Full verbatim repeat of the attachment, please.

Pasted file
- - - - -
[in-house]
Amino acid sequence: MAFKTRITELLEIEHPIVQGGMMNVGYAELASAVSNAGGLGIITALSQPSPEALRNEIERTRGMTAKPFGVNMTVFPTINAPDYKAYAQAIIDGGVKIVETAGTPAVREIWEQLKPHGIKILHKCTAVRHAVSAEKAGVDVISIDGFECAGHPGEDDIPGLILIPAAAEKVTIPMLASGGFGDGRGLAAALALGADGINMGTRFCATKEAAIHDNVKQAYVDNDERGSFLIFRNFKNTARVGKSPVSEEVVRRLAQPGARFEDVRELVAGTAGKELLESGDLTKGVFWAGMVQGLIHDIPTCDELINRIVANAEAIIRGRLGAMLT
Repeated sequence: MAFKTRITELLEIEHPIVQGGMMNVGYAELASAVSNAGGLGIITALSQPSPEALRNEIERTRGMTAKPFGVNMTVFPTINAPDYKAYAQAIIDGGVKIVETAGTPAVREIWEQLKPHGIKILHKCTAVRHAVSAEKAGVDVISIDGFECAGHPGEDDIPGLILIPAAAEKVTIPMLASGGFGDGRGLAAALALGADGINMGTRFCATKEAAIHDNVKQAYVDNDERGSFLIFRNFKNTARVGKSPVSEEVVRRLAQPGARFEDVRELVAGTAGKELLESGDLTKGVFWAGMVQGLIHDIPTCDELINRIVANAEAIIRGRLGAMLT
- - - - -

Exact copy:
[in-house]
Amino acid sequence: MAFKTRITELLEIEHPIVQGGMMNVGYAELASAVSNAGGLGIITALSQPSPEALRNEIERTRGMTAKPFGVNMTVFPTINAPDYKAYAQAIIDGGVKIVETAGTPAVREIWEQLKPHGIKILHKCTAVRHAVSAEKAGVDVISIDGFECAGHPGEDDIPGLILIPAAAEKVTIPMLASGGFGDGRGLAAALALGADGINMGTRFCATKEAAIHDNVKQAYVDNDERGSFLIFRNFKNTARVGKSPVSEEVVRRLAQPGARFEDVRELVAGTAGKELLESGDLTKGVFWAGMVQGLIHDIPTCDELINRIVANAEAIIRGRLGAMLT
Repeated sequence: MAFKTRITELLEIEHPIVQGGMMNVGYAELASAVSNAGGLGIITALSQPSPEALRNEIERTRGMTAKPFGVNMTVFPTINAPDYKAYAQAIIDGGVKIVETAGTPAVREIWEQLKPHGIKILHKCTAVRHAVSAEKAGVDVISIDGFECAGHPGEDDIPGLILIPAAAEKVTIPMLASGGFGDGRGLAAALALGADGINMGTRFCATKEAAIHDNVKQAYVDNDERGSFLIFRNFKNTARVGKSPVSEEVVRRLAQPGARFEDVRELVAGTAGKELLESGDLTKGVFWAGMVQGLIHDIPTCDELINRIVANAEAIIRGRLGAMLT